What some people might think from the trailers and commercials (myself included) is that the film is about Godzilla vs. the world. When in reality, it is the world vs. these parasitic creatures called MUTO’s and Godzilla arrives to restore balance. Oscar-nominated actor Ken Watanabe plays the main scientist in the film, Dr. Ishiro Serizawa, the same character from the original Godzilla back in 1954. Serizawa is against trying to destroy Godzilla once the creature shows up, and instead believes that Godzilla is nature’s enforcer. He believes that Godzilla will directly go after the MUTO’s, stop them, and return to the Earth’s core until the planet needs it again.

The MUTO’s are the main villains in the film. They are two creatures who hatch and feed off radiation. They want to lay eggs and spawn more parasites that will inevitably destroy the planet. While the design of the MUTO was average, the design of Godzilla was perfect. It resembled the original Japanese version, while CGI added to it being a little more realistic and modern looking. And the roar sent chills down my spine every time, flawlessly resembling and possible bettering the original sound the old Godzilla made.

This movie works for many reasons. The casting was very well done- being led by Cranston, Watanabe, and Johnson. The story was captivating and felt real, not like the cartoonish 1998 version. The landscapes and visuals are excellent, showing mass destruction and getting the audience excited for what comes next. The build-up was slow and intricate, which in turn leads to the pay-offs being extremely effective. Some complained about the lack of monster showdowns and action scenes, but I found that it was the right move. Instead of giving everything away as soon as possible, the movie lets the story unfold more organically, which in turn feels better once Godzilla finally gets a long fight with the MUTO’s. To me the most important reason why this film was successful was its portrayal of Godzilla itself. It came across as a powerful, noble, tough, and overall badass creature. Godzilla was on a mission, and would not lay down for anything, which made for some heart-pumping fights towards the end.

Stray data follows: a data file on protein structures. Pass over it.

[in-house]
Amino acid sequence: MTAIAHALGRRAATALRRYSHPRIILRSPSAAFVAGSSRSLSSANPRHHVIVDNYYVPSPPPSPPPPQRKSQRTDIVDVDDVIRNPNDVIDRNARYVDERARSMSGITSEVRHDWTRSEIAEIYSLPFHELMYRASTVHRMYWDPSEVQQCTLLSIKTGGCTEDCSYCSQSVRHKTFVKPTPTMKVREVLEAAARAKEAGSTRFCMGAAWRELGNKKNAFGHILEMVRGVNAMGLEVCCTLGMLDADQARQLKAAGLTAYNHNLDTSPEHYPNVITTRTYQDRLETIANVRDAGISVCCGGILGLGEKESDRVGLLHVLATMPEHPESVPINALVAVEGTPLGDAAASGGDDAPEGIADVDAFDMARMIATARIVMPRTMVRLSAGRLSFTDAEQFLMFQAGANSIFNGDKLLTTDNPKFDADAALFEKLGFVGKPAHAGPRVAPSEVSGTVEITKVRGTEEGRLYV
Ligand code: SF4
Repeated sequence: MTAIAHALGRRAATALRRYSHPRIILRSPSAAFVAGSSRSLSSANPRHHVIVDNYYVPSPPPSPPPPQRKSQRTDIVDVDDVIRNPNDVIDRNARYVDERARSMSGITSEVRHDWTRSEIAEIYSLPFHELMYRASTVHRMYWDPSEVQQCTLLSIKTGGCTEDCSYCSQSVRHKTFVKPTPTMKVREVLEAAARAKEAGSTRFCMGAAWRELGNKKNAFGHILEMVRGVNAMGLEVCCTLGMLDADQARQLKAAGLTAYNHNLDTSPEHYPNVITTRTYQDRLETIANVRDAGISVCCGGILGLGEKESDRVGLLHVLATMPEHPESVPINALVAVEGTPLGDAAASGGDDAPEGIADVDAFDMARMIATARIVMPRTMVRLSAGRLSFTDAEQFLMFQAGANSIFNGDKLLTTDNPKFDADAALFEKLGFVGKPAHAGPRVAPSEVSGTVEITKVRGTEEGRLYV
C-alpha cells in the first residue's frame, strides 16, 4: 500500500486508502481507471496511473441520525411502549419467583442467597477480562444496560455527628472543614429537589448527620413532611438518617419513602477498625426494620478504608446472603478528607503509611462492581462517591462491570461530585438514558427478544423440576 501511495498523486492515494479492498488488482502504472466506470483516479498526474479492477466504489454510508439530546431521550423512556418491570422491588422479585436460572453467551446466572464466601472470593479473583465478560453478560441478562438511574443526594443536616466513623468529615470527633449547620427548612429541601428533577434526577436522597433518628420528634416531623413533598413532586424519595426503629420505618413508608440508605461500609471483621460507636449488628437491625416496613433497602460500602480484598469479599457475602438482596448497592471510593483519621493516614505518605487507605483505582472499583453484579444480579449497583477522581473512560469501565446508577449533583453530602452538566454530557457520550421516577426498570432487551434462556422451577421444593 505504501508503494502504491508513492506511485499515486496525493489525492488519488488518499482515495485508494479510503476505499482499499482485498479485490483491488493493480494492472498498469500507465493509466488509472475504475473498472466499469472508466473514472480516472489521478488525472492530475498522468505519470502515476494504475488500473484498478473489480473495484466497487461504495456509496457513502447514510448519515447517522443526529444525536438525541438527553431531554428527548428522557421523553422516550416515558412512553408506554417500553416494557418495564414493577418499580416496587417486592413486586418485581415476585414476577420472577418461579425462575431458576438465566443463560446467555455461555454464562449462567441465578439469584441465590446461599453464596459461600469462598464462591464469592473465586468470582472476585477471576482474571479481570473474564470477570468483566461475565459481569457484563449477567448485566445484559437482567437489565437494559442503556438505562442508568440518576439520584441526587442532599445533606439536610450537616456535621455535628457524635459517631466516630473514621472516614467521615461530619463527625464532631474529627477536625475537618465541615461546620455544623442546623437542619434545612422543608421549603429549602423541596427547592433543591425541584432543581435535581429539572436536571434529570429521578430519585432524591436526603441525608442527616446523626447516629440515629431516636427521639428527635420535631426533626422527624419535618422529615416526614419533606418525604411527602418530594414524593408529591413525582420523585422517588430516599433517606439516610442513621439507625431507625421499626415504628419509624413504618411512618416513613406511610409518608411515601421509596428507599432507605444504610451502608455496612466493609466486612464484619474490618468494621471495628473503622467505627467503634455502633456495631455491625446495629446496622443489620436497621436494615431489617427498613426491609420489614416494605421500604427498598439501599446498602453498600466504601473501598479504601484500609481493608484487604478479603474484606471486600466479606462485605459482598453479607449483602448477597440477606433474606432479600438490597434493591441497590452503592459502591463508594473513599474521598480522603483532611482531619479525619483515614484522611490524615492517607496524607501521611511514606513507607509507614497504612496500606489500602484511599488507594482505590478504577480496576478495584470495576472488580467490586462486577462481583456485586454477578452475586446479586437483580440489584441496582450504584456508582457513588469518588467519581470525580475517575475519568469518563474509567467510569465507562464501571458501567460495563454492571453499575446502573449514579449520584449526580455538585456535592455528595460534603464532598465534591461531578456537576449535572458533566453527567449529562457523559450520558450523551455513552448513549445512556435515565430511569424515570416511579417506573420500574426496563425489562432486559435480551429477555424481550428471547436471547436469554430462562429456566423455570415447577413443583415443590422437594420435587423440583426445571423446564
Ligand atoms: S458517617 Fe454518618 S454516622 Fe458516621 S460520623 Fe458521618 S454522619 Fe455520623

Overall, I recommend this movie to any die-hard Godzilla fan, action movie fan, and fans of good, solid films. This is the American Godzilla that audiences deserved, and one I personally have been waiting on for 16 years. It is not a perfect film, but it does perfectly portray the King of Monsters, which in the end is an important aspect. Also with a 93 million dollar opening weekend, a sequel has already been announced. This means more monsters clawing at the throne upon which Godzilla will forever sit. Whether you consider this film or Captain America as the beginning of the summer movie season, I can honestly say it is already off to a great start.

And Matthew Broderick still sucks.


  • Editor Rating

  • Rated 4.5 stars
  • Outstanding

  • Godzilla
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  • Last modified: May 21, 2014

Review Summary:


Godzilla was masterfully done, good casting, good build-up, visuals were excellent, great action


Lacked a bit of the human element to it, could have had more story lines within the characters